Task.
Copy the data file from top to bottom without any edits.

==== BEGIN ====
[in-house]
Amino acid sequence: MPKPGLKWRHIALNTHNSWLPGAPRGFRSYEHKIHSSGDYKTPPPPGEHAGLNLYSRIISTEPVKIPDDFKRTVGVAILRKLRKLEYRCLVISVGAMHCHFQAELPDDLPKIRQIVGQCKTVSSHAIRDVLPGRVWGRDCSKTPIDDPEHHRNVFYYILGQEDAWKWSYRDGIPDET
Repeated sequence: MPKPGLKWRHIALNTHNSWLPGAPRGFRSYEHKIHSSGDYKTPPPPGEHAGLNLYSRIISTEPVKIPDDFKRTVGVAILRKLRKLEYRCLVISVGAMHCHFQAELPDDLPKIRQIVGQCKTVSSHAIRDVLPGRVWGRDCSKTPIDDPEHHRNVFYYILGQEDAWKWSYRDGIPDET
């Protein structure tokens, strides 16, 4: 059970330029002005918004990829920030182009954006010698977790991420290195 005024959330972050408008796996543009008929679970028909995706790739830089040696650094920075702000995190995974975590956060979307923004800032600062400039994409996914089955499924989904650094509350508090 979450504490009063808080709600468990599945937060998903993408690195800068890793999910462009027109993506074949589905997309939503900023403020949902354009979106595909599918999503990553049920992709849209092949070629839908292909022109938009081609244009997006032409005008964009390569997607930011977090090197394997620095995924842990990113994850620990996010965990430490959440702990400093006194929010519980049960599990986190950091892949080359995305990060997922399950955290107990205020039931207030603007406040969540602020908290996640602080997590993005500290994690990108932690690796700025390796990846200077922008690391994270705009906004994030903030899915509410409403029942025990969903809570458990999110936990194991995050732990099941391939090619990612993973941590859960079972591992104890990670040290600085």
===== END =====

[in-house]
Amino acid sequence: MPKPGLKWRHIALNTHNSWLPGAPRGFRSYEHKIHSSGDYKTPPPPGEHAGLNLYSRIISTEPVKIPDDFKRTVGVAILRKLRKLEYRCLVISVGAMHCHFQAELPDDLPKIRQIVGQCKTVSSHAIRDVLPGRVWGRDCSKTPIDDPEHHRNVFYYILGQEDAWKWSYRDGIPDET
Repeated sequence: MPKPGLKWRHIALNTHNSWLPGAPRGFRSYEHKIHSSGDYKTPPPPGEHAGLNLYSRIISTEPVKIPDDFKRTVGVAILRKLRKLEYRCLVISVGAMHCHFQAELPDDLPKIRQIVGQCKTVSSHAIRDVLPGRVWGRDCSKTPIDDPEHHRNVFYYILGQEDAWKWSYRDGIPDET
């Protein structure tokens, strides 16, 4: 059970330029002005918004990829920030182009954006010698977790991420290195 005024959330972050408008796996543009008929679970028909995706790739830089040696650094920075702000995190995974975590956060979307923004800032600062400039994409996914089955499924989904650094509350508090 979450504490009063808080709600468990599945937060998903993408690195800068890793999910462009027109993506074949589905997309939503900023403020949902354009979106595909599918999503990553049920992709849209092949070629839908292909022109938009081609244009997006032409005008964009390569997607930011977090090197394997620095995924842990990113994850620990996010965990430490959440702990400093006194929010519980049960599990986190950091892949080359995305990060997922399950955290107990205020039931207030603007406040969540602020908290996640602080997590993005500290994690990108932690690796700025390796990846200077922008690391994270705009906004994030903030899915509410409403029942025990969903809570458990999110936990194991995050732990099941391939090619990612993973941590859960079972591992104890990670040290600085």